Every gift helps

The Abell Foundation is committed to improving health, economic, and educational outcomes in Baltimore City so that all people can thrive. Since 2008, they have supported The University of Baltimore’s own efforts to serve residents through numerous community outreach, advocacy and service programs.

In 1987, President Robert C. Embry Jr. and the Trustees “established the Foundation’s guiding purpose: to improve the quality of life in Baltimore. Specifically, they prioritized creating opportunities for Baltimoreans living in concentrated poverty by working to address systemic social, economic, and environmental challenges.”

Embry added, “The Abell Foundation has been a long-time supporter of the University of Baltimore not just because of its role as an educational institution but also because of the many ways in which its faculty and students work to protect the vulnerable and make our city a more humane and equitable place. The University shares Abell’s commitment to fostering justice and improving health, economic and educational outcomes in Baltimore city, and we have been proud to support a wide variety of its initiatives.”

During FY2023, three programs in the School of Law were able to make significant strides towards improving the quality of life in Baltimore thanks to the Foundation’s generosity.

Formerly known as the “Truancy Court Program,” the Tackling Chronic Absenteeism Project (TCAP) at the Sayra and Neil Meyerhoff Center for Families, Children and the Courts (CFCC), helps Baltimore City Public Schools (BCPS) students and their families overcome barriers to school attendance, including incarceration, hunger, homelessness, violence and poverty.

Abell generously increased its program support last year, allowing Executive Director Aubrey Edwards-Luce to subsidize grant-funded salaries during their renewal periods, so as not to disrupt services to clients. Funds were also used to create a Case Manager position, which saw the return of alum Christopher Kelly, B.A. ’18, M.S. ’22—a Baltimore native, BCPS graduate and former CFCC law clerk intern—to campus, bringing his personal, institutional and local experience to this new role.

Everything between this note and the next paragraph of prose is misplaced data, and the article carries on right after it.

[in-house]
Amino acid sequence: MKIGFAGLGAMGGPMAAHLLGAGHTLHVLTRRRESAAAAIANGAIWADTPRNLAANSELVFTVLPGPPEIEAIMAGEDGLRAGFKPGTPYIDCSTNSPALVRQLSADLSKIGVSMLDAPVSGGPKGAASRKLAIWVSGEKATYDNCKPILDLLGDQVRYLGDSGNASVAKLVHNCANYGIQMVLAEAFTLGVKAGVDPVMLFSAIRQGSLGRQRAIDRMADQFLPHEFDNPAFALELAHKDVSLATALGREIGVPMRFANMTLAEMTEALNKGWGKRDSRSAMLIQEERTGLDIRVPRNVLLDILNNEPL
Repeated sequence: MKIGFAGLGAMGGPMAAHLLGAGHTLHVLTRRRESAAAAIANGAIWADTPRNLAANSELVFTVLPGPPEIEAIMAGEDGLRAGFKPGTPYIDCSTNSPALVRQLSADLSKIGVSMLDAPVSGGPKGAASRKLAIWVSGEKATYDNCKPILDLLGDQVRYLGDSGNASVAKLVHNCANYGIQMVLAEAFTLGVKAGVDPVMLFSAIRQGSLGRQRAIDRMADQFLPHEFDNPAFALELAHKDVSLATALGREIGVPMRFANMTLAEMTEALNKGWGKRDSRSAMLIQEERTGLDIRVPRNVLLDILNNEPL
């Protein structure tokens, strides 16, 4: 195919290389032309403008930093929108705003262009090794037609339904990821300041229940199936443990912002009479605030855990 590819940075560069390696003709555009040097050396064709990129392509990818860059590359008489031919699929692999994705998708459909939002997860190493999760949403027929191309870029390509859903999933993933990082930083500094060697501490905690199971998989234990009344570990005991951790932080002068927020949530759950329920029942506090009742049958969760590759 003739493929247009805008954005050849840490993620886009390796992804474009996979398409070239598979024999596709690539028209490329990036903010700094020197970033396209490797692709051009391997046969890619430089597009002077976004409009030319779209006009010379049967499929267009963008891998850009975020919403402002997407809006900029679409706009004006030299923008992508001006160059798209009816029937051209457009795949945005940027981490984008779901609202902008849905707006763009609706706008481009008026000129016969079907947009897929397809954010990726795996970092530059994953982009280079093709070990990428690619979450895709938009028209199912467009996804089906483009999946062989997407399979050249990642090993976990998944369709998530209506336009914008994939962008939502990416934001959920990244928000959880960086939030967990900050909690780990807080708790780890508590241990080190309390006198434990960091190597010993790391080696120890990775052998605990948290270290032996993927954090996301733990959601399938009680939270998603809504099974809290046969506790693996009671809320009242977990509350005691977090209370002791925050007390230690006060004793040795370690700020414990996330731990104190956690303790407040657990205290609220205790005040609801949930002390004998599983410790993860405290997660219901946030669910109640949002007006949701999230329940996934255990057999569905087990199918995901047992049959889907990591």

These staffing improvements enabled TCAP to add three schools to its service roster during the 2022-2023 school year, as well as explore the expansion of family programs to help support improved attendance from inside the home.

New gifts were also made by the Abell Foundation to two other UBalt programs that provide service and advocacy for survivors of crime.

The Human Trafficking Prevention Project (HTPP), was founded as part of the clinical law program in 2015, and expanded to include a partnership with the Maryland Volunteer Lawyers Service in 2017. The Project pioneered the provision of criminal record relief for survivors of human trafficking in Baltimore and throughout Maryland.

The program quickly grew to provide preventative support for populations at extremely high risk of exploitation. Thanks to funding from Abell, HTPP began transitioning from a clinical program to an independent nonprofit organization that can focus on direct legal representation for their expanded client pool and increase in-person community outreach.

An initial round of funding was also awarded for the University to provide services in support of Abell’s work to bring restorative change to the Maryland’s Victims Compensation Fund, primarily by promoting community-driven initiatives to expand statewide access. Heather Warnken, executive director of UBalt’s Center for Criminal Justice Reform, is spearheading legislative and advocacy efforts on behalf of victims.

Funds from the Abell Foundation were used to host listening sessions with victims and their families, as well as cover the costs to transport victims to Annapolis to provide impact statements, so that their stories are considered as legislation is revised with a goal to remedy the systemic and administrative flaws in the programs that currently provide crime victims with financial assistance.


Established in FY2023, The Diana Gibson Opportunity Award for Excellence in Public Service was created in memory of Diana Gibson, a dedicated public servant, to help fund professional development opportunities for College of Public Affairs students. Following her 25-year teaching career in Baltimore, Diana went on to provide invaluable support to UBalt president Kurt Schmoke during his 1987 mayoral campaign and throughout his 12 years in office.

The University of Baltimore offered a public policy degree path that spoke to me on many levels. I am a third-generation UBalt student following in the footsteps of my uncle and grandfather who both received law degrees here. I knew based on their experience that it was a great school, and I have not been disappointed! The classes are engaging and challenging, and my professors are supportive and professional. Currently, I’m also a Community Development Fellow, working for the Upton Planning Committee, Inc. This practical experience in nonprofit work is giving me the knowledge I will need to become a legislative advocate and focus on worker’s rights.”